Patagonia Altvia Pack 36L Review
A robust frame and beefy hip belt complement the Patagonia Altvia Pack 36L’s comfortable shoulder straps, so carrying it for long periods is a breeze.
- Very comfortable, balanced harness system
- Well-secured water bottle pockets and external mounts
- Main compartment relatively fast to open despite buckles and drawstring
- Lacks convenient place for storing a smartphone and wallet
- No padded secondary handles for easy carrying
- No built-in protection for devices like a tablet or laptop
2.19 lb (1 kg)
23.5 in x 12 in x 10.5 in (59.7 x 30.5 x 26.7 cm)
Recycled Nylon, Ripstop Nylon, Polyester, Spandex, Polyurethane, Steel, Paracord, Duraflex Hardware, YKK Zippers
The Patagonia Altvia Pack 36L has a harness system we really like. It’s well-balanced, well-padded, and well-ventilated. As big and heavy as travel backpacks tend to get, this is tricky to accomplish, but Patagonia did a good job pulling it off. Whether it’s the shoulder straps, the hip belt, or the underlying rigid frame, none feel too cumbersome despite forming a comprehensive harness system. The design is good overall, but it does have its weak points.
For example, we couldn’t find a convenient spot to store a smartphone. There’s no padded handle to lug the bag around quickly, and despite being so large, there’s no padded area for a laptop. When combined with the slower access via its drawstring cinch and buckle closure, these missing features skew the Altvia Pack 36L towards outdoor use rather than city use, which is something to keep in mind as you make your decision. But hey, let’s dive into the nitty gritty details before you make a judgment call, shall we?
We’re skipping the usual black colorway this time around, and we’re glad we did because the Altvia Pack 36L in Salvia Green just looks right. The two-tone green is very outdoorsy yet classy enough to look at home in a coffee shop. While we’d still recommend the black colorway for anyone who wants to go full stealth, we like it when brands offer fun colorways like this. A bit of occasional flair isn’t bad, you know?
Of course, this being Patagonia, the package wouldn’t be complete without the robust materials fit for adventures. Unfortunately, Patagonia doesn’t specify beyond 100% recycled “rugged nylon.” By our estimation, it’s not as heavy as the 1680-denier ballistic nylon, as the weave is too fine. Still, the fabric feels thick enough for the weekend warrior who plans to take the bag trekking on occasion and set it on soil, grass, or pebbles.
The Altvia Pack 36L’s exterior may look like it’s buzzing with features, but it’s actually quite simple once you zoom out. Those paracords, cinches, and buckles on the sides? Those are the bag’s side straps where you can attach gear like trekking poles, travel tripods, or umbrellas. Each side has a paracord on the top and bottom attached via clips. You can tighten each by pulling, and there’s a strap keeper to keep the slack in check. There are also cinched cords in the middle that you can use to secure your gear further.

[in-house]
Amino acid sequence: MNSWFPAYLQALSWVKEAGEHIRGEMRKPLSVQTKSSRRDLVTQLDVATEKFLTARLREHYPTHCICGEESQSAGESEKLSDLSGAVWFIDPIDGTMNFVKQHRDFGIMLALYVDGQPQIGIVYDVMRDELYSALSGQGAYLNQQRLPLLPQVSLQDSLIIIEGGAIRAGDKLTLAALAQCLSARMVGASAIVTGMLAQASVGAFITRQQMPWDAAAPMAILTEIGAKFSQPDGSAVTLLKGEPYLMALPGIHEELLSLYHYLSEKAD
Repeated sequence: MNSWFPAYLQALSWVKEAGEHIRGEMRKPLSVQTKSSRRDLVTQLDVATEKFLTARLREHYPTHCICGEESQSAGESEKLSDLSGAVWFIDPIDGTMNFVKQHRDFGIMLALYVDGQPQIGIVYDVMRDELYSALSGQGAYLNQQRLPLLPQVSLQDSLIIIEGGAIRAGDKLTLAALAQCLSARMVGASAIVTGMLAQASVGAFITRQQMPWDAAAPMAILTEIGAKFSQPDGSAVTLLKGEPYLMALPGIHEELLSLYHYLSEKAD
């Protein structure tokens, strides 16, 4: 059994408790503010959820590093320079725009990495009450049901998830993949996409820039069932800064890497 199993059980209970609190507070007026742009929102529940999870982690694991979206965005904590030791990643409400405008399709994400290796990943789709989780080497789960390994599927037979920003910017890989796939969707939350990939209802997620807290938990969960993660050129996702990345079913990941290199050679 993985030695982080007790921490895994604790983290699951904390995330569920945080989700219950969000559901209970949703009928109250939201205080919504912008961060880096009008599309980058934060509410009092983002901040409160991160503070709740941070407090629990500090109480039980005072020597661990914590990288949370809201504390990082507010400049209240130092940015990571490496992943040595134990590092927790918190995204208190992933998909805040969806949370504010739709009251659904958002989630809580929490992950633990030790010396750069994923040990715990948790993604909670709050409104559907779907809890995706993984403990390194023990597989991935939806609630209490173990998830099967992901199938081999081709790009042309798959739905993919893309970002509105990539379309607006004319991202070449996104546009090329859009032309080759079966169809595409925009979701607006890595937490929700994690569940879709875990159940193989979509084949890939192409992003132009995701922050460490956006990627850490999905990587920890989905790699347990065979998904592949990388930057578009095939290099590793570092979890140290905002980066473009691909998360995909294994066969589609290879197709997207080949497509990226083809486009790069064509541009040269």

You’ll want to bring an insulated water bottle on your adventure, and the Altvia Pack 36L is happy to oblige with two side pockets. They’re big enough to hold even a 32-ounce Hydro Flask, so you won’t have much trouble fitting most bottles short of a full jug. The mesh fabric is also stretchy enough to hold slim 18- or 21-ounce bottles in place, though you’ll want to secure their handles with one of the straps to be sure. Also, keep in mind that it’ll be tricky to attach both a trekking pole and a water bottle on the same side—not impossible, but we’d put the bottle and the trekking pole on different sides.
On the bottom of the Altvia Pack 36L is a rainfly tucked away in a small pocket. There’s no zipper to keep it closed, so it’s easy to access in a sudden downpour. Simply pull the rainfly out and wrap it from the front. Don’t worry about it falling out; the rainfly’s safely tethered to the pocket by a short strap. The Altvia Pack 36L’s hatch covers most of its compartments, but having a rainfly is very reassuring for its added layer of weather protection.
The Altvia Pack 36L’s show-stealing component for us is its harness system. Like many high-capacity travel backpacks, it has a full suite of straps. They range from your typical shoulder straps to fun extras like a hip belt and sternum strap all the way up to small but meaningful straps like load lifters—the Altvia Pack 36L has them all.
We’ll start with the shoulder straps since they have a lot going on, visually speaking. The perforated padding underneath the see-through fabric has slits that let air pass through easily. This airflow is crucial to comfort, as we’ll explain in the fit notes section.
The shoulder straps’ inner edges have loops where you attach the sternum strap. Five loops on each side give the sternum strap a fair amount of vertical adjustment. Attaching the sternum strap is simple and straightforward; you simply hook the clips onto a corresponding loop. Thankfully, the clips are secure enough that we didn’t lose either half of the sternum strap. We’ve had backpacks that use a similar system before with loose clips, and it’s one of the main reasons why we prefer on-rail sternum straps.
There’s also a clip on the sternum strap where you can route a drinking tube. So if you are using a hydration bladder, we recommend keeping the sternum strap on even if you don’t plan on using it to carry the load.